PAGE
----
Frequently Asked Questions

Q. Do I need to contact my insurance company prior to my surgery? 
Most insurance plans require that a patient be pre-certified (approved) before going to the hospital for procedures or surgery. If you have any questions regarding pre-certification, contact your insurance company or primary care physician.
 
Q. What should I do or not do before my surgery? 
Your surgeon will provide you with a complete list of pre-operative instructions prior to your surgery. In general, you should not have anything to eat or drink after midnight the night before your surgery if you are receiving anesthesia. You might need to have some medical testing done prior to your surgery as well.
 
Q. Where do I go the day of my surgery? 
You should report to registration, on the first floor near the visitors’ entrance of the hospital, at least two hours before your surgery. You will register there, and then you will be escorted to the surgical floor for your pre-operative care.
 
Q. Can my family and friends be with me while I am waiting for my surgery to begin? 
Yes, you may have someone with you in your pre-operative room. They will go to the surgical waiting room while you are in surgery and recovery.
 
Q. Where do I recover from my surgery? 
You will go to the Post-Anesthesia Care Unit (PACU) to be monitored closely while you awaken from anesthesia. If you had an outpatient procedure done, generally you will be discharged to go home after several hours in the recovery room. If you had inpatient surgery, you will be transferred to your private post-operative hospital room once you are awake and stable.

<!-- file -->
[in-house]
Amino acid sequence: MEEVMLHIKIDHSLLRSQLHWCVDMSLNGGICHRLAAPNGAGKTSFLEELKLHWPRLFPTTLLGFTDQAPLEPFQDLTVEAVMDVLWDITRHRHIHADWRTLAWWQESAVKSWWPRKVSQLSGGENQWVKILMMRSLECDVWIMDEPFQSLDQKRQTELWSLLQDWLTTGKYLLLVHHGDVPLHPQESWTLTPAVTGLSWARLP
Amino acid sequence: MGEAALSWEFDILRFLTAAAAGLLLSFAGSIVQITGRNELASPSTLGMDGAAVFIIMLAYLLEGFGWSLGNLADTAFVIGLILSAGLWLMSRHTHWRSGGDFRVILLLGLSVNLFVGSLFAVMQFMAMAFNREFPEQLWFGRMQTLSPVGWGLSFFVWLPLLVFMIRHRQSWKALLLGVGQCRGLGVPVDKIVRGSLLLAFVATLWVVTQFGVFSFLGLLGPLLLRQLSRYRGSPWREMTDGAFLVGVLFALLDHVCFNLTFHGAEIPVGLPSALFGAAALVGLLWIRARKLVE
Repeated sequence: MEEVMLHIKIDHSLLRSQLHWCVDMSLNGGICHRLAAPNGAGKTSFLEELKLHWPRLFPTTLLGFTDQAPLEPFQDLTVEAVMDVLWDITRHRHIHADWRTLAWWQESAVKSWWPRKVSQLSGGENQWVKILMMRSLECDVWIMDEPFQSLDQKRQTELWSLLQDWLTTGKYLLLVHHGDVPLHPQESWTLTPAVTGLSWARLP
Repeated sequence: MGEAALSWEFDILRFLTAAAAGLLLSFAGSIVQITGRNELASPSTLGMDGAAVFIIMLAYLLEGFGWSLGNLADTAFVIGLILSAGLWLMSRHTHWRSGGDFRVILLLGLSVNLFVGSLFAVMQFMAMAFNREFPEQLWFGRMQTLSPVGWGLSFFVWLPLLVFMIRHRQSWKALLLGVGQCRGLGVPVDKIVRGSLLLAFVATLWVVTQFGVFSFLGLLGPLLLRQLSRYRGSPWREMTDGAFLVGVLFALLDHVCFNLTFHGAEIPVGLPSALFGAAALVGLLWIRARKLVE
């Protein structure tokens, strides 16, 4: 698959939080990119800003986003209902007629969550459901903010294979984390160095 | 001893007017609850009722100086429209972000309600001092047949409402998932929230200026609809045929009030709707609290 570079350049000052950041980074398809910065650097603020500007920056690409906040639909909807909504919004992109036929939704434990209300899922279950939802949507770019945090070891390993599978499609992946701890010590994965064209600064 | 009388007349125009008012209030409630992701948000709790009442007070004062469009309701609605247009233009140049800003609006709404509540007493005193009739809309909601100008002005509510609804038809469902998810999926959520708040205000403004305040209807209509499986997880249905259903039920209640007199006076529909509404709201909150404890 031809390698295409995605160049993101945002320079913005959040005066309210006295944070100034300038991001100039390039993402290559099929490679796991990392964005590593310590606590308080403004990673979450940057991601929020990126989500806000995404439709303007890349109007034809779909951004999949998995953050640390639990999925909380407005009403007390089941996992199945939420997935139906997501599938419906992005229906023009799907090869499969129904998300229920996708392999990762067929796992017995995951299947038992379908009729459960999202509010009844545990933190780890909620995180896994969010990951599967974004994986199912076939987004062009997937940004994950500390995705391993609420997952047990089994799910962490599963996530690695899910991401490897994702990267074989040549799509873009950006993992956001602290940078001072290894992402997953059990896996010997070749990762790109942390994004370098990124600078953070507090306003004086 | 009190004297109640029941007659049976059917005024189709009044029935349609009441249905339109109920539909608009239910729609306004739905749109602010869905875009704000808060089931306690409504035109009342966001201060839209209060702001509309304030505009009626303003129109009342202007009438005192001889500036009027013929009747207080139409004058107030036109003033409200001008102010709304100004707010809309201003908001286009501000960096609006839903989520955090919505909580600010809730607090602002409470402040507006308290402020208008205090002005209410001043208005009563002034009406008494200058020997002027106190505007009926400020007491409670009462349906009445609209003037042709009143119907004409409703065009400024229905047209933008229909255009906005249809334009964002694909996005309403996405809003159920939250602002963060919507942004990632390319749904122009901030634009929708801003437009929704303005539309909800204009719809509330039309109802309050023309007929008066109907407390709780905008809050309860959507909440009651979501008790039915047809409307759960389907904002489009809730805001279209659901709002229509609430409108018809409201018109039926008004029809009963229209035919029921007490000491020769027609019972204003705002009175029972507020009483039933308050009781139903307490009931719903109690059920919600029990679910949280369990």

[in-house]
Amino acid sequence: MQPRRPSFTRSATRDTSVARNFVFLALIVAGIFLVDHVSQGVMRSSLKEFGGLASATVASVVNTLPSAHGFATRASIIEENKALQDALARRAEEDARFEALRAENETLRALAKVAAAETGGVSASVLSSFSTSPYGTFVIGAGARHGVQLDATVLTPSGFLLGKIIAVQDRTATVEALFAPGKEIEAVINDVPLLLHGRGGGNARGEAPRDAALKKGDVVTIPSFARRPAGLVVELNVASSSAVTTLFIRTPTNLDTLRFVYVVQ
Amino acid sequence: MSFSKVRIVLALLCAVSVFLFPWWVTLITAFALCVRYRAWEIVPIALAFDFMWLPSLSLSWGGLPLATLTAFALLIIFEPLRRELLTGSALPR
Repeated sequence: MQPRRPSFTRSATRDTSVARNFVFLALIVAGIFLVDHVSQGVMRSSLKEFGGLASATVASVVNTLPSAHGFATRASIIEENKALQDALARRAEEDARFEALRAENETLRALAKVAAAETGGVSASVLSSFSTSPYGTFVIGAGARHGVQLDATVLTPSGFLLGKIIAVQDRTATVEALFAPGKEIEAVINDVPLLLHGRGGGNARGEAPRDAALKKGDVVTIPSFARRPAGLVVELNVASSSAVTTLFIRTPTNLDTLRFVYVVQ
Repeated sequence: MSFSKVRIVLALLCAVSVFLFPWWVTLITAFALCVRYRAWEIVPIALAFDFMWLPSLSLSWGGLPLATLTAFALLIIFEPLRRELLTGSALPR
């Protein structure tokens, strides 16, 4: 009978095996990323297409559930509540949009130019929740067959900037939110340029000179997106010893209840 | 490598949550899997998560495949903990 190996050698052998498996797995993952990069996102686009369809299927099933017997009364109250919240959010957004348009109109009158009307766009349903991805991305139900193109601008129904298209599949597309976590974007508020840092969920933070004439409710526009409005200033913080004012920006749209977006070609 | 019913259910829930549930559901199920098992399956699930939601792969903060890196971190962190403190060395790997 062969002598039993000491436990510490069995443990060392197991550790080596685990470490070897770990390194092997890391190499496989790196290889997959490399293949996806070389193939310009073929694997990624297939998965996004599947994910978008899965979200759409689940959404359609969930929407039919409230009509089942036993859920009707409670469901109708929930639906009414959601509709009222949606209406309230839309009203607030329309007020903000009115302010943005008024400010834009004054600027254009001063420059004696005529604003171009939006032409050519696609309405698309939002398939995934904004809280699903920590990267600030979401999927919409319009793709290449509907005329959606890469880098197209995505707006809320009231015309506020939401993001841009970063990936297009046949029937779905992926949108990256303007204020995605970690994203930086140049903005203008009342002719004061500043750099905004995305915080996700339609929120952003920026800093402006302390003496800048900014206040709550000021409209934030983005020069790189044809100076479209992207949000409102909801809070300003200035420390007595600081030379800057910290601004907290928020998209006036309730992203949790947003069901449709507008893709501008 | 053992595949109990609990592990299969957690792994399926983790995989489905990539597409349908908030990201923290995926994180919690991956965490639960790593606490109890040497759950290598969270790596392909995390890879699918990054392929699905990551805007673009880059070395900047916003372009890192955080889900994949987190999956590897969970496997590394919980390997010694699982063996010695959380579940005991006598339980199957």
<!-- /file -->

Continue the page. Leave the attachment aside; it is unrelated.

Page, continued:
Q. Can my family and friends visit me in the recovery room? 
No, the recovery room is reserved for patients and medical staff only.
 
Q. What are some side effects of general anesthesia? 
Common side effects of general anesthesia include sleepiness, nausea, mouth or throat soreness and eye irritation. These typically occur within a few hours after the surgery. Our highly trained team of nurses and physician will address any post-operative side effects you might experience.
 
Q. What should I do when I am discharged? 
You will receive post-operative instructions unique to your medical history and the procedure that was performed.
 
Q. What is minimally invasive surgery? 
Minimally invasive surgery is surgery performed using small incisions and a scope (a small camera-like device) to allow the surgeon to view internal anatomy on a monitor. Small specialized instruments are used to allow your surgeon to perform the surgery through small incisions.
 
Q. What are the benefits of minimally invasive surgery?
Patients undergoing minimally invasive surgery typically experience less pain, have lowered rates of infection, have a shorter hospital stay and recover faster than patients undergoing traditional surgery for the same procedure.